In other words, the BRICS are very much abreast of the G7 countries in terms of a number of power indices. The fact that many of the BRICS possess a nuclear capability indicates that in military terms too they are almost on par with the G7.

However, what is crucial is that the BRICS, besides helping in modifying the world economic order to serve the best interests of the powerless as well, contribute towards changing the power balances within the vital organs of the UN system, such as the UN Security Council, to render them more widely representative of changing global power realities.

Thus, India and Brazil, for example, need to be in the UNSC because they are major economic powers in their own right. Since they are of a democratic orientation, besides pushing for a further democratization of the UN’s vital organs, they would be in a position to consistently work towards the wellbeing of the underprivileged in their respective regions, which have tremendous development potential.

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Queen of Hearts

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She has certainly won the hearts of many with the charity work she is engaged in, on a regular basis, helping the poor, and the needy.

Pushpika de Silva was crowned Mrs. Sri Lanka for Mrs. World 2021 and she immediately went into action, with her very own charity project – ‘Lend a Helping Hand.’

When launching this project, she said: “Lend a Helping Hand is dear to me. With the very meaning of the title, I am extending my helping hand to my fellow brothers and sisters in need; in a time where our very existence has become a huge question and people battling for daily survival.”

Since ‘Lend a Helping Hand’ became a reality, last year, Pushpika has embarked on many major charity projects, including building a home for a family, and renovating homes of the poor, as well.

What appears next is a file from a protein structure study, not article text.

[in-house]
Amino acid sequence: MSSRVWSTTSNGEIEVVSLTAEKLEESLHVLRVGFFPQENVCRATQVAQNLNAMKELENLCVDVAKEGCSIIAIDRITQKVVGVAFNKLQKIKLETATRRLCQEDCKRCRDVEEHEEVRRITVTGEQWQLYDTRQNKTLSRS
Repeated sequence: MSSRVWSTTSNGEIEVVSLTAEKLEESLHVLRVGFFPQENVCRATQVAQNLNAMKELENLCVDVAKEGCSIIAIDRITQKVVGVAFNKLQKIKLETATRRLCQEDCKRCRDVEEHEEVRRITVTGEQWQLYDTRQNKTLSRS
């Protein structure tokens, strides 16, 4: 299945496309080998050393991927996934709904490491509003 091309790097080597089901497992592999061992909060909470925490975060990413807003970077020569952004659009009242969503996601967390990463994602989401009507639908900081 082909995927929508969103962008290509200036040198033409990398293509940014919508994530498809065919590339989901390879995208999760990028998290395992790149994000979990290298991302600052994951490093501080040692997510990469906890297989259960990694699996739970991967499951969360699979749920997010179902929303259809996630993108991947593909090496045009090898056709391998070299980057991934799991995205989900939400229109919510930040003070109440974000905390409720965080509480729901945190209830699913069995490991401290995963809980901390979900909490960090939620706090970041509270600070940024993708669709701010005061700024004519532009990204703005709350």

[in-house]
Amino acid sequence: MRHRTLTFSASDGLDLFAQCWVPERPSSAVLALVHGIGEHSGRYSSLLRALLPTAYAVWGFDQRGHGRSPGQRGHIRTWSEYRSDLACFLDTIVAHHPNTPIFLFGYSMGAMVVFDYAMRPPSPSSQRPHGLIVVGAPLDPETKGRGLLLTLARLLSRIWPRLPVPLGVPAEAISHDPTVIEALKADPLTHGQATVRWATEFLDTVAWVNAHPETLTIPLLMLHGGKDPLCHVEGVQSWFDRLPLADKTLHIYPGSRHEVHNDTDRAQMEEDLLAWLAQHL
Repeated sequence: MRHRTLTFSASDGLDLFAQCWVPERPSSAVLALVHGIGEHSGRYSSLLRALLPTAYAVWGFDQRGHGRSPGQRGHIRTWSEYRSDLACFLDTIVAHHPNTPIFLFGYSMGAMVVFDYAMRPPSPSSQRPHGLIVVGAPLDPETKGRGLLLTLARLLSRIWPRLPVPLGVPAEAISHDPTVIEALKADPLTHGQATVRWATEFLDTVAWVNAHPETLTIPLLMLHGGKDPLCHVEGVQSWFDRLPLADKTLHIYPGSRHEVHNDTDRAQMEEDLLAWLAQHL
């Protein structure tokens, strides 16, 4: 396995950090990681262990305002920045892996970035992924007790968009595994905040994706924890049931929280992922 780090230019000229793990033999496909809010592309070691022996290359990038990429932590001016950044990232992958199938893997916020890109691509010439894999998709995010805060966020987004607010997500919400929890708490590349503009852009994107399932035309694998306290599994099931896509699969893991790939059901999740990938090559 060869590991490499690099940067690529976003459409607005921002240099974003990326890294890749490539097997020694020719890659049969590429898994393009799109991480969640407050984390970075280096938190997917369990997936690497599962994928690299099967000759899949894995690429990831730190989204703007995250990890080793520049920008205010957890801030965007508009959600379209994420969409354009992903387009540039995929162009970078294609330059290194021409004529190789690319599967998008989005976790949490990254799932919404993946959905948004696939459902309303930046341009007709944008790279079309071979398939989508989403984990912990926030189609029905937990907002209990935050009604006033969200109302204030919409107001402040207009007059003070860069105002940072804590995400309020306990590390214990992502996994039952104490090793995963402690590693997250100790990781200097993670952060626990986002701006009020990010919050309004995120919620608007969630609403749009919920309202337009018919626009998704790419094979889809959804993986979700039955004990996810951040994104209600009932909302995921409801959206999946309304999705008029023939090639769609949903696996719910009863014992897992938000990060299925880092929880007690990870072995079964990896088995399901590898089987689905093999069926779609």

The month of June (2022) saw Pushpika very much in action with ‘Lend a Helping Hand.’

She made International Father’s Day a very special occasion by distributing food items to 100 poor families.

“Many are going without a proper meal, so I was very keen, in my own way, to see that these people had something to keep the hunger pangs away.”

A few days later, the Queen of Hearts made sure that 50 more people enjoyed a delicious and nutritious meal.

“In these trying times, we need to help those who are in dire straits and, I believe, if each one of us could satisfy the hunger, and thirst, of at least one person, per day, that would be a blessing from above.”

Pushpika is also concerned about the mothers, with kids, she sees on the roads, begging.

“How helpless is a mother, carrying a small child, to come to the street and ask for something.

“I see this often and I made a special effort to help some of them out, with food and other necessities.”

What makes Pushpika extra special is her love for animals, as well, and she never forgets the street dogs that are having a tough time, these days, scavenging for food.

“These animals, too, need food, and are voiceless, so we need to think of them, as well. Let’s have mercy on them, too. Let’s love them, as well.”

The former beauty queen served a delicious meal for the poor animals, just recently, and will continue with all her charity projects, on a regular basis, she said.

Through her charity project, ‘Lend a Helping Hand,” she believes she can make a change, though small.

And, she says, she plans to be even more active, with her charity work, during these troubled times.

We wish Pushpika de Silva all the very best, and look forward to seeing more of her great deeds, through her ‘Lend a Helping Hand’ campaign.

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Hope and political change:No more Appachis to the rescue

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KUPPI on the current economic and political crisis: intervention 1

by Harshana Rambukwella